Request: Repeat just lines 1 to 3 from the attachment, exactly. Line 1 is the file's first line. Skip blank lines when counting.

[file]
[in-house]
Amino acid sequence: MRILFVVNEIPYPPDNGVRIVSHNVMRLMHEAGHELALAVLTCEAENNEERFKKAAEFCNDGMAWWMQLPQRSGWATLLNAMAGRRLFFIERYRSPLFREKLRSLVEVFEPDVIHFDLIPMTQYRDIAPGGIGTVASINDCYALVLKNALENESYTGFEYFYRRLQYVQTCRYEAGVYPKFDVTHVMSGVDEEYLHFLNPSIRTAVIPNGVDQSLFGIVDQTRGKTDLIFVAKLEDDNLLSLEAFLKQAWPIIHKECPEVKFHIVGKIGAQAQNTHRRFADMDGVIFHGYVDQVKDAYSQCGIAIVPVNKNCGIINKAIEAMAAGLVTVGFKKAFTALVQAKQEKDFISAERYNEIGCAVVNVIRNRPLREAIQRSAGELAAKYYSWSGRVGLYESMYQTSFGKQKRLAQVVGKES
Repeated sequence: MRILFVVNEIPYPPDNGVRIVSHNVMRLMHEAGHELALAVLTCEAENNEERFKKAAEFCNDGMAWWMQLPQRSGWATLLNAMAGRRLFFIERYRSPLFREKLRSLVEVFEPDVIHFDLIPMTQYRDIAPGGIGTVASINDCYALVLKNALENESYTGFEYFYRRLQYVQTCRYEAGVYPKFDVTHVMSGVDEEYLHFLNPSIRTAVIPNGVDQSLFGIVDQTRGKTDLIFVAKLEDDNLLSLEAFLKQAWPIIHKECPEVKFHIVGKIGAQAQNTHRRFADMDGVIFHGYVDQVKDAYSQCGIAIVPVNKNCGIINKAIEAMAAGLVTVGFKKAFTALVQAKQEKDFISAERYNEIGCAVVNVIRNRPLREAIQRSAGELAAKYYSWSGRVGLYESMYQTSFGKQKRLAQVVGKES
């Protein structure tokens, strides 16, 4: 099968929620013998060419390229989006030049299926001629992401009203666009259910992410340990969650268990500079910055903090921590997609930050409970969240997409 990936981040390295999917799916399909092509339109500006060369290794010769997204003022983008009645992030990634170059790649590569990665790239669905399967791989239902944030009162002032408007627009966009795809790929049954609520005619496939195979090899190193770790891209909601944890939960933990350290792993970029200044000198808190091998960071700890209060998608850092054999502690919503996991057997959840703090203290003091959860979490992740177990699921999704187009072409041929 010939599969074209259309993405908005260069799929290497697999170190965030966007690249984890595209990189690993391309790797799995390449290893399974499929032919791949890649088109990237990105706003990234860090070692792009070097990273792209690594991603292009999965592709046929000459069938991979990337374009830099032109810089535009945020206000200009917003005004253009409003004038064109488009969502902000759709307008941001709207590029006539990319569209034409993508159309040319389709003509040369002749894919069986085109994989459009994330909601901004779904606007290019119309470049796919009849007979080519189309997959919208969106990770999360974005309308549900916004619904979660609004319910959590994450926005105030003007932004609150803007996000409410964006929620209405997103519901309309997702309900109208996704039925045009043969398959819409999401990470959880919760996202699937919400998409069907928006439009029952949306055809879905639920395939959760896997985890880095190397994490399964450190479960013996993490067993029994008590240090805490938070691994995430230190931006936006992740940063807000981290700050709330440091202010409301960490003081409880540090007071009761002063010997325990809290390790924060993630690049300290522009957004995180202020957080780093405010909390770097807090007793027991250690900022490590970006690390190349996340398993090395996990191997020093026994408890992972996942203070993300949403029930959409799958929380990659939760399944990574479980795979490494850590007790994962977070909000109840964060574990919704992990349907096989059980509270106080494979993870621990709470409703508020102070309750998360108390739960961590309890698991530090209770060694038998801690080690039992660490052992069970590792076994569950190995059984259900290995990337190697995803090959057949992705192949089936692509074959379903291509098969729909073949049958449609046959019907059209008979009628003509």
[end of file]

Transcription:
[in-house]
Amino acid sequence: MRILFVVNEIPYPPDNGVRIVSHNVMRLMHEAGHELALAVLTCEAENNEERFKKAAEFCNDGMAWWMQLPQRSGWATLLNAMAGRRLFFIERYRSPLFREKLRSLVEVFEPDVIHFDLIPMTQYRDIAPGGIGTVASINDCYALVLKNALENESYTGFEYFYRRLQYVQTCRYEAGVYPKFDVTHVMSGVDEEYLHFLNPSIRTAVIPNGVDQSLFGIVDQTRGKTDLIFVAKLEDDNLLSLEAFLKQAWPIIHKECPEVKFHIVGKIGAQAQNTHRRFADMDGVIFHGYVDQVKDAYSQCGIAIVPVNKNCGIINKAIEAMAAGLVTVGFKKAFTALVQAKQEKDFISAERYNEIGCAVVNVIRNRPLREAIQRSAGELAAKYYSWSGRVGLYESMYQTSFGKQKRLAQVVGKES
Repeated sequence: MRILFVVNEIPYPPDNGVRIVSHNVMRLMHEAGHELALAVLTCEAENNEERFKKAAEFCNDGMAWWMQLPQRSGWATLLNAMAGRRLFFIERYRSPLFREKLRSLVEVFEPDVIHFDLIPMTQYRDIAPGGIGTVASINDCYALVLKNALENESYTGFEYFYRRLQYVQTCRYEAGVYPKFDVTHVMSGVDEEYLHFLNPSIRTAVIPNGVDQSLFGIVDQTRGKTDLIFVAKLEDDNLLSLEAFLKQAWPIIHKECPEVKFHIVGKIGAQAQNTHRRFADMDGVIFHGYVDQVKDAYSQCGIAIVPVNKNCGIINKAIEAMAAGLVTVGFKKAFTALVQAKQEKDFISAERYNEIGCAVVNVIRNRPLREAIQRSAGELAAKYYSWSGRVGLYESMYQTSFGKQKRLAQVVGKES